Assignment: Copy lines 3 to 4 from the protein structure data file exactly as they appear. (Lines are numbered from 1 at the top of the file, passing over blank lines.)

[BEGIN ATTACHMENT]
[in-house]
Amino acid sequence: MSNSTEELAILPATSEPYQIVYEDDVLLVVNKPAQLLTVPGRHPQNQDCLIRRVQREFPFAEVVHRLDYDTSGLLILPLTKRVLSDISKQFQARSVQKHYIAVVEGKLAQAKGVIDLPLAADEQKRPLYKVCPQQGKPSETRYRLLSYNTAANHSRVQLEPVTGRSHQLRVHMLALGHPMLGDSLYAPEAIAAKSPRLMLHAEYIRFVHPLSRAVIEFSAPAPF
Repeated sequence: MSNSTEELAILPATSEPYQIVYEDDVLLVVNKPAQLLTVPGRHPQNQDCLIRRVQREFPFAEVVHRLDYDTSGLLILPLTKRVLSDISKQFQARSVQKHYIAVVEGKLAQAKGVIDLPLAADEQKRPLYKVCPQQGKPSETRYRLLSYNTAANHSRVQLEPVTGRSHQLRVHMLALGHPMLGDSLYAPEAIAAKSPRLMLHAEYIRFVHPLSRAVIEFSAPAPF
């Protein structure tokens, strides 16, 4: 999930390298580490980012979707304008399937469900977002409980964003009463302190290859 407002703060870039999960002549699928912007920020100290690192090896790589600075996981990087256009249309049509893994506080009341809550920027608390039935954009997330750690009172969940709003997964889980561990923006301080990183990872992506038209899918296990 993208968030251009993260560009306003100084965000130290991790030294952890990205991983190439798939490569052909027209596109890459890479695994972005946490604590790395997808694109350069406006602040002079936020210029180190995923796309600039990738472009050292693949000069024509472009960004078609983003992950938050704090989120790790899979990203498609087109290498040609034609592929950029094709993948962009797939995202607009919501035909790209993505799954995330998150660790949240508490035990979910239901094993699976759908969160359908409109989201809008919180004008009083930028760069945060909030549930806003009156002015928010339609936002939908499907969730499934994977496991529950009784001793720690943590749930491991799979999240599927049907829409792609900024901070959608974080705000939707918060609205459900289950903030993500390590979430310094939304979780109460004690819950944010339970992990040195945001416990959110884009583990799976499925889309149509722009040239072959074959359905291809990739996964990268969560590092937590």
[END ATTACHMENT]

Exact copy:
Repeated sequence: MSNSTEELAILPATSEPYQIVYEDDVLLVVNKPAQLLTVPGRHPQNQDCLIRRVQREFPFAEVVHRLDYDTSGLLILPLTKRVLSDISKQFQARSVQKHYIAVVEGKLAQAKGVIDLPLAADEQKRPLYKVCPQQGKPSETRYRLLSYNTAANHSRVQLEPVTGRSHQLRVHMLALGHPMLGDSLYAPEAIAAKSPRLMLHAEYIRFVHPLSRAVIEFSAPAPF
């Protein structure tokens, strides 16, 4: 999930390298580490980012979707304008399937469900977002409980964003009463302190290859 407002703060870039999960002549699928912007920020100290690192090896790589600075996981990087256009249309049509893994506080009341809550920027608390039935954009997330750690009172969940709003997964889980561990923006301080990183990872992506038209899918296990 993208968030251009993260560009306003100084965000130290991790030294952890990205991983190439798939490569052909027209596109890459890479695994972005946490604590790395997808694109350069406006602040002079936020210029180190995923796309600039990738472009050292693949000069024509472009960004078609983003992950938050704090989120790790899979990203498609087109290498040609034609592929950029094709993948962009797939995202607009919501035909790209993505799954995330998150660790949240508490035990979910239901094993699976759908969160359908409109989201809008919180004008009083930028760069945060909030549930806003009156002015928010339609936002939908499907969730499934994977496991529950009784001793720690943590749930491991799979999240599927049907829409792609900024901070959608974080705000939707918060609205459900289950903030993500390590979430310094939304979780109460004690819950944010339970992990040195945001416990959110884009583990799976499925889309149509722009040239072959074959359905291809990739996964990268969560590092937590």